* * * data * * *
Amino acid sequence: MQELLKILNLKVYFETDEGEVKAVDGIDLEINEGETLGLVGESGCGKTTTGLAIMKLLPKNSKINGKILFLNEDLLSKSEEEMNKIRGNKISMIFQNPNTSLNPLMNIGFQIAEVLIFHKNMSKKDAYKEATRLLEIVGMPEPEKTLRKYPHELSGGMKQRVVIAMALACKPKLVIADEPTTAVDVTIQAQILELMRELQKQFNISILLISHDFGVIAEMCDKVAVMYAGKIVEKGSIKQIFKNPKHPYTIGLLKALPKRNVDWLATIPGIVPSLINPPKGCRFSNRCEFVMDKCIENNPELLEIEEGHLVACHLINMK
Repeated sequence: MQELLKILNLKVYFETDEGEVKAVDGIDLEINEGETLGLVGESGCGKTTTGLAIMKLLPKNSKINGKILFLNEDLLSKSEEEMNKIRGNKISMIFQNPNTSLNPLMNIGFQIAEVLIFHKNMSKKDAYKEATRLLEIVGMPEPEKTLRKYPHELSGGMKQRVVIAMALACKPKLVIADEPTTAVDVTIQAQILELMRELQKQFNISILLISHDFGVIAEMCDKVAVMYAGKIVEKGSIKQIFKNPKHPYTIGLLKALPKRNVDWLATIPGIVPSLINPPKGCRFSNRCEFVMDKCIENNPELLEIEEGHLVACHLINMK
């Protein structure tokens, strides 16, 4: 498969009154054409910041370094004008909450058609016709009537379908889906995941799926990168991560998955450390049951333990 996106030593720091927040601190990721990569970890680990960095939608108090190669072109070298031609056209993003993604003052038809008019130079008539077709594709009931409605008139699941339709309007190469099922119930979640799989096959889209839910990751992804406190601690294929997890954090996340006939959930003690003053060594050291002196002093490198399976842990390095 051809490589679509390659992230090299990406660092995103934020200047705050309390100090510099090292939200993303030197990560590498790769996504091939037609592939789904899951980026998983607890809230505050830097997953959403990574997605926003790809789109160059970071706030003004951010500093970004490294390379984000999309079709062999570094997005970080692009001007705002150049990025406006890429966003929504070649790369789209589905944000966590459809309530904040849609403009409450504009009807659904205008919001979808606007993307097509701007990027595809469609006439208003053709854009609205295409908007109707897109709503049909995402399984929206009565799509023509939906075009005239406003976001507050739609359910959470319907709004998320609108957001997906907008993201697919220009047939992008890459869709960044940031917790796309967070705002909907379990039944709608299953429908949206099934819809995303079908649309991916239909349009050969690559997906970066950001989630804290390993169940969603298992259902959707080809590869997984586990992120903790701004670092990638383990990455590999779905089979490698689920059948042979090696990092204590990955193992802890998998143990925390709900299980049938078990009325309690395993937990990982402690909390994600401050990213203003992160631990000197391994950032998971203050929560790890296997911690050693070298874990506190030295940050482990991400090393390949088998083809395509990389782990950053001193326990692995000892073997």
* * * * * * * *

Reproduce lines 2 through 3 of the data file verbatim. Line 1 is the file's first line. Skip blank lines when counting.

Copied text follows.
Repeated sequence: MQELLKILNLKVYFETDEGEVKAVDGIDLEINEGETLGLVGESGCGKTTTGLAIMKLLPKNSKINGKILFLNEDLLSKSEEEMNKIRGNKISMIFQNPNTSLNPLMNIGFQIAEVLIFHKNMSKKDAYKEATRLLEIVGMPEPEKTLRKYPHELSGGMKQRVVIAMALACKPKLVIADEPTTAVDVTIQAQILELMRELQKQFNISILLISHDFGVIAEMCDKVAVMYAGKIVEKGSIKQIFKNPKHPYTIGLLKALPKRNVDWLATIPGIVPSLINPPKGCRFSNRCEFVMDKCIENNPELLEIEEGHLVACHLINMK
């Protein structure tokens, strides 16, 4: 498969009154054409910041370094004008909450058609016709009537379908889906995941799926990168991560998955450390049951333990 996106030593720091927040601190990721990569970890680990960095939608108090190669072109070298031609056209993003993604003052038809008019130079008539077709594709009931409605008139699941339709309007190469099922119930979640799989096959889209839910990751992804406190601690294929997890954090996340006939959930003690003053060594050291002196002093490198399976842990390095 051809490589679509390659992230090299990406660092995103934020200047705050309390100090510099090292939200993303030197990560590498790769996504091939037609592939789904899951980026998983607890809230505050830097997953959403990574997605926003790809789109160059970071706030003004951010500093970004490294390379984000999309079709062999570094997005970080692009001007705002150049990025406006890429966003929504070649790369789209589905944000966590459809309530904040849609403009409450504009009807659904205008919001979808606007993307097509701007990027595809469609006439208003053709854009609205295409908007109707897109709503049909995402399984929206009565799509023509939906075009005239406003976001507050739609359910959470319907709004998320609108957001997906907008993201697919220009047939992008890459869709960044940031917790796309967070705002909907379990039944709608299953429908949206099934819809995303079908649309991916239909349009050969690559997906970066950001989630804290390993169940969603298992259902959707080809590869997984586990992120903790701004670092990638383990990455590999779905089979490698689920059948042979090696990092204590990955193992802890998998143990925390709900299980049938078990009325309690395993937990990982402690909390994600401050990213203003992160631990000197391994950032998971203050929560790890296997911690050693070298874990506190030295940050482990991400090393390949088998083809395509990389782990950053001193326990692995000892073997």